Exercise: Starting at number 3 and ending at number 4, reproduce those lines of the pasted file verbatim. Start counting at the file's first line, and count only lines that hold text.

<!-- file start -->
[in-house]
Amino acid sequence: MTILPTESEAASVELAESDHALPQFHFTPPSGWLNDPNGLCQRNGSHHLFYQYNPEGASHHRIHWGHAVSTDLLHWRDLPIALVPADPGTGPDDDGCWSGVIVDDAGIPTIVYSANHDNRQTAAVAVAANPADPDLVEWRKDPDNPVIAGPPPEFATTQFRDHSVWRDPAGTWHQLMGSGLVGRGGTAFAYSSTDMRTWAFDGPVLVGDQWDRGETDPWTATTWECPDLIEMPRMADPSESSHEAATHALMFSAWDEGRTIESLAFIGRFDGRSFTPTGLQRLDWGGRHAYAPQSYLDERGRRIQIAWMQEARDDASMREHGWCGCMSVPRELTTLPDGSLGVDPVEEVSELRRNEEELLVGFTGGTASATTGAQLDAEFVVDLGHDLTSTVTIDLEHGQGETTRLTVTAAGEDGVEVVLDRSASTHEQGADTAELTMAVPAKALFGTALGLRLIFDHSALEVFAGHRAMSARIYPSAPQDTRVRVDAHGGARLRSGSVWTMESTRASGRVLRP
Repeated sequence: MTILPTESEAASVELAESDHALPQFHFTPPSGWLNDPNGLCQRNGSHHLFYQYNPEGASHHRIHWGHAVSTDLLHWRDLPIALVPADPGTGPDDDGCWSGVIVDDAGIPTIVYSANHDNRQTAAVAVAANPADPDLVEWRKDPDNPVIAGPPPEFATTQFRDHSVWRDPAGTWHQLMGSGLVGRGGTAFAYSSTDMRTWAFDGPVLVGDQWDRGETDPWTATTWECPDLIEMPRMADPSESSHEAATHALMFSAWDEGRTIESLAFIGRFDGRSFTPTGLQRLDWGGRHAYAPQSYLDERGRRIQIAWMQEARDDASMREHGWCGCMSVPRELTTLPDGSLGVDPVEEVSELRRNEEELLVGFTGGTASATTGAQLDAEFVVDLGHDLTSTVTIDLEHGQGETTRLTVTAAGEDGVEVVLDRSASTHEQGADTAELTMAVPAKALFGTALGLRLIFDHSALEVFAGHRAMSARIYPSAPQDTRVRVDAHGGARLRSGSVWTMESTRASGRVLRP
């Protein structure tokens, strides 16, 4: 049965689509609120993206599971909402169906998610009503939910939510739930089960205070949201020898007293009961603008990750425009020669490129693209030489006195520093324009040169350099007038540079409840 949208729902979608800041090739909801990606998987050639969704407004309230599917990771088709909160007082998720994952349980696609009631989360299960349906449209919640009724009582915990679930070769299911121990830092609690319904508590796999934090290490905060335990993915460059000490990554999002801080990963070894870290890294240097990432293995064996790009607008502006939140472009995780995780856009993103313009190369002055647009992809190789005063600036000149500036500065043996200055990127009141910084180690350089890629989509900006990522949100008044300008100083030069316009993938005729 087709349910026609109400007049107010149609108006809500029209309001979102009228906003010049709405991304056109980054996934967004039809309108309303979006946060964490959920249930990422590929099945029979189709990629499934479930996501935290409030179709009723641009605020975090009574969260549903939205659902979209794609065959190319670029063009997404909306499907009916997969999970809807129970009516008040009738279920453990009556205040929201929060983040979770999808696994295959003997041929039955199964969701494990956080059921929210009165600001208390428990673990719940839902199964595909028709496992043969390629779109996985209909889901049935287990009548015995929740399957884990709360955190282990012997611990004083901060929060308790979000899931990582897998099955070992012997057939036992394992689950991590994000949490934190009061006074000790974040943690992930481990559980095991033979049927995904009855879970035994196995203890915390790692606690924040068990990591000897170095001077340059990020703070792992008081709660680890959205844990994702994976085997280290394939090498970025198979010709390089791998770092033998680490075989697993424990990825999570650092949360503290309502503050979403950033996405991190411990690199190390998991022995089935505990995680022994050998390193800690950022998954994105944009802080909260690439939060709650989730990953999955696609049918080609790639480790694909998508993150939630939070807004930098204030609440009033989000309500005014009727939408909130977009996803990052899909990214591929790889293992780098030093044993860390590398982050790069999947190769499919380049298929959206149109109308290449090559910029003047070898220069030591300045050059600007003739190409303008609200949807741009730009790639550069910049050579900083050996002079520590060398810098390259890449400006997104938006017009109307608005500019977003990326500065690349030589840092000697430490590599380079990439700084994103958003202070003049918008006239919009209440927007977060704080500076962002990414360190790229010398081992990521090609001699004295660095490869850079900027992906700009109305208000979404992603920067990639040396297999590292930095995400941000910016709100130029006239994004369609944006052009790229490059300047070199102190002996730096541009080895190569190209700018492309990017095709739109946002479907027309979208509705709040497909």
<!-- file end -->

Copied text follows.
Repeated sequence: MTILPTESEAASVELAESDHALPQFHFTPPSGWLNDPNGLCQRNGSHHLFYQYNPEGASHHRIHWGHAVSTDLLHWRDLPIALVPADPGTGPDDDGCWSGVIVDDAGIPTIVYSANHDNRQTAAVAVAANPADPDLVEWRKDPDNPVIAGPPPEFATTQFRDHSVWRDPAGTWHQLMGSGLVGRGGTAFAYSSTDMRTWAFDGPVLVGDQWDRGETDPWTATTWECPDLIEMPRMADPSESSHEAATHALMFSAWDEGRTIESLAFIGRFDGRSFTPTGLQRLDWGGRHAYAPQSYLDERGRRIQIAWMQEARDDASMREHGWCGCMSVPRELTTLPDGSLGVDPVEEVSELRRNEEELLVGFTGGTASATTGAQLDAEFVVDLGHDLTSTVTIDLEHGQGETTRLTVTAAGEDGVEVVLDRSASTHEQGADTAELTMAVPAKALFGTALGLRLIFDHSALEVFAGHRAMSARIYPSAPQDTRVRVDAHGGARLRSGSVWTMESTRASGRVLRP
């Protein structure tokens, strides 16, 4: 049965689509609120993206599971909402169906998610009503939910939510739930089960205070949201020898007293009961603008990750425009020669490129693209030489006195520093324009040169350099007038540079409840 949208729902979608800041090739909801990606998987050639969704407004309230599917990771088709909160007082998720994952349980696609009631989360299960349906449209919640009724009582915990679930070769299911121990830092609690319904508590796999934090290490905060335990993915460059000490990554999002801080990963070894870290890294240097990432293995064996790009607008502006939140472009995780995780856009993103313009190369002055647009992809190789005063600036000149500036500065043996200055990127009141910084180690350089890629989509900006990522949100008044300008100083030069316009993938005729 087709349910026609109400007049107010149609108006809500029209309001979102009228906003010049709405991304056109980054996934967004039809309108309303979006946060964490959920249930990422590929099945029979189709990629499934479930996501935290409030179709009723641009605020975090009574969260549903939205659902979209794609065959190319670029063009997404909306499907009916997969999970809807129970009516008040009738279920453990009556205040929201929060983040979770999808696994295959003997041929039955199964969701494990956080059921929210009165600001208390428990673990719940839902199964595909028709496992043969390629779109996985209909889901049935287990009548015995929740399957884990709360955190282990012997611990004083901060929060308790979000899931990582897998099955070992012997057939036992394992689950991590994000949490934190009061006074000790974040943690992930481990559980095991033979049927995904009855879970035994196995203890915390790692606690924040068990990591000897170095001077340059990020703070792992008081709660680890959205844990994702994976085997280290394939090498970025198979010709390089791998770092033998680490075989697993424990990825999570650092949360503290309502503050979403950033996405991190411990690199190390998991022995089935505990995680022994050998390193800690950022998954994105944009802080909260690439939060709650989730990953999955696609049918080609790639480790694909998508993150939630939070807004930098204030609440009033989000309500005014009727939408909130977009996803990052899909990214591929790889293992780098030093044993860390590398982050790069999947190769499919380049298929959206149109109308290449090559910029003047070898220069030591300045050059600007003739190409303008609200949807741009730009790639550069910049050579900083050996002079520590060398810098390259890449400006997104938006017009109307608005500019977003990326500065690349030589840092000697430490590599380079990439700084994103958003202070003049918008006239919009209440927007977060704080500076962002990414360190790229010398081992990521090609001699004295660095490869850079900027992906700009109305208000979404992603920067990639040396297999590292930095995400941000910016709100130029006239994004369609944006052009790229490059300047070199102190002996730096541009080895190569190209700018492309990017095709739109946002479907027309979208509705709040497909």